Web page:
Available from: 2015-09-30 Created: 2015-09-29 Last updated: 2017-12-01Bibliographically approved
In thesis
1. Prevention of Human Papillomavirus in a school-based setting
Open this publication in new window or tab >>Prevention of Human Papillomavirus in a school-based setting
2015 (English)Doctoral thesis, comprehensive summary (Other academic)
Abstract [en]

The overall aim of this thesis was to examine beliefs about human papillomavirus (HPV) prevention, especially vaccination, among parents, immigrant women, adolescents and school nurses, and to promote primary prevention among adolescents.

The methods used in the thesis were focus group interviews, individual interviews, a web-based questionnaire, and finally, a randomised controlled intervention study.

The immigrant women were largely in favour of HPV prevention, although barriers, such as logistic difficulties, and cultural or gender norms were found. Parents’ decision concerning vaccination of their daughters depended on several factors. Regardless of their final choice, they made the decision they believed was in the best interest of their daughter. The benefits outweighed the risks for parents choosing to vaccinate while parents declining made the opposite judgement. The majority of the school nurses reported that the governmental financial support given because of the vaccination programme had not been used for the intended purpose. Three out of four nurses had been contacted by parents who raised questions regarding the vaccine; most were related to side effects. The educational intervention had favourable effects on the adolescents’ beliefs regarding HPV prevention, especially among those with an immigrant background. Furthermore, the intention to use condom as well as actual vaccination rates among girls was slightly increased by the intervention.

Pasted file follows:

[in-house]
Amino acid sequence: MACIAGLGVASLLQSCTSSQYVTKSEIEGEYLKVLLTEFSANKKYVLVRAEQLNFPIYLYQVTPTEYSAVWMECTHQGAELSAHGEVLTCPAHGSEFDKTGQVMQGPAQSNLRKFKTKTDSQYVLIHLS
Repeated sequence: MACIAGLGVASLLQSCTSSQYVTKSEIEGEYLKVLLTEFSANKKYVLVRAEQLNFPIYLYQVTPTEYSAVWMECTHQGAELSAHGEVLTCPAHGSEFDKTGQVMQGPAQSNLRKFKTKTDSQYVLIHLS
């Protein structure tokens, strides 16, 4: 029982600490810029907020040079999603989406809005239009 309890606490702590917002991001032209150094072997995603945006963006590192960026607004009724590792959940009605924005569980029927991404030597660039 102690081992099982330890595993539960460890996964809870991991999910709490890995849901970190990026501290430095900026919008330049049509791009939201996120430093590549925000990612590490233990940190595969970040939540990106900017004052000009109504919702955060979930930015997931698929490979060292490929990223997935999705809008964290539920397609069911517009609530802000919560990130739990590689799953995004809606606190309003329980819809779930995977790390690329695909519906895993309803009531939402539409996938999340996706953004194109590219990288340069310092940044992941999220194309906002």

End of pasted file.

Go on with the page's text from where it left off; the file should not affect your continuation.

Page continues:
Trust in the governmental recommendations and the amounts of information given are important factors in the complex decision about HPV vaccination. Attention given to specific needs and cultural norms, as well as the possibility to discuss HPV vaccination with the school nurse and provision of extra vaccination opportunities at a later time are all strategies that might facilitate participation in the school-based HPV vaccination programme. School nurses need sufficient resources, knowledge and time to meet parents’ questions and concerns. The vaccinations are time-consuming and the governmental financial support needs to be used as intended, for managing the vaccination programme. A school-based intervention can have favourable effects on the beliefs and actual actions of young people and may possibly thus, in the long term, decrease the risk for HPV-related cancer.

Place, publisher, year, edition, pages
Uppsala: Acta Universitatis Upsaliensis, 2015. 85 p.
Series
Digital Comprehensive Summaries of Uppsala Dissertations from the Faculty of Medicine, ISSN 1651-6206 ; 1138
Keyword
Human papillomavirus, HPV, vaccination, cervical cancer, school nurse, school health, immigrants, parents, adolescents, belief, attitude, decision, prevention, public health, randomised controlled trial, intervention, focus group interviews, vaccine hesitancy
National Category
Nursing
Research subject
Medical Science; Caring Sciences
Identifiers
urn:nbn:se:uu:diva-263252 (URN)978-91-554-9354-7 (ISBN)
Public defence
2015-11-20, Gustavianum, Auditorium Minus, Akademigatan 3, Uppsala, 13:15 (Swedish)
Opponent
Supervisors
Funder
Swedish Cancer Society, 130744
Available from: 2015-10-29 Created: 2015-09-29 Last updated: 2015-11-10

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Grandahl, MariaRosenblad, AndreasStenhammar, ChristinaTydén, TanjaWesterling, RagnarLarsson, Margareta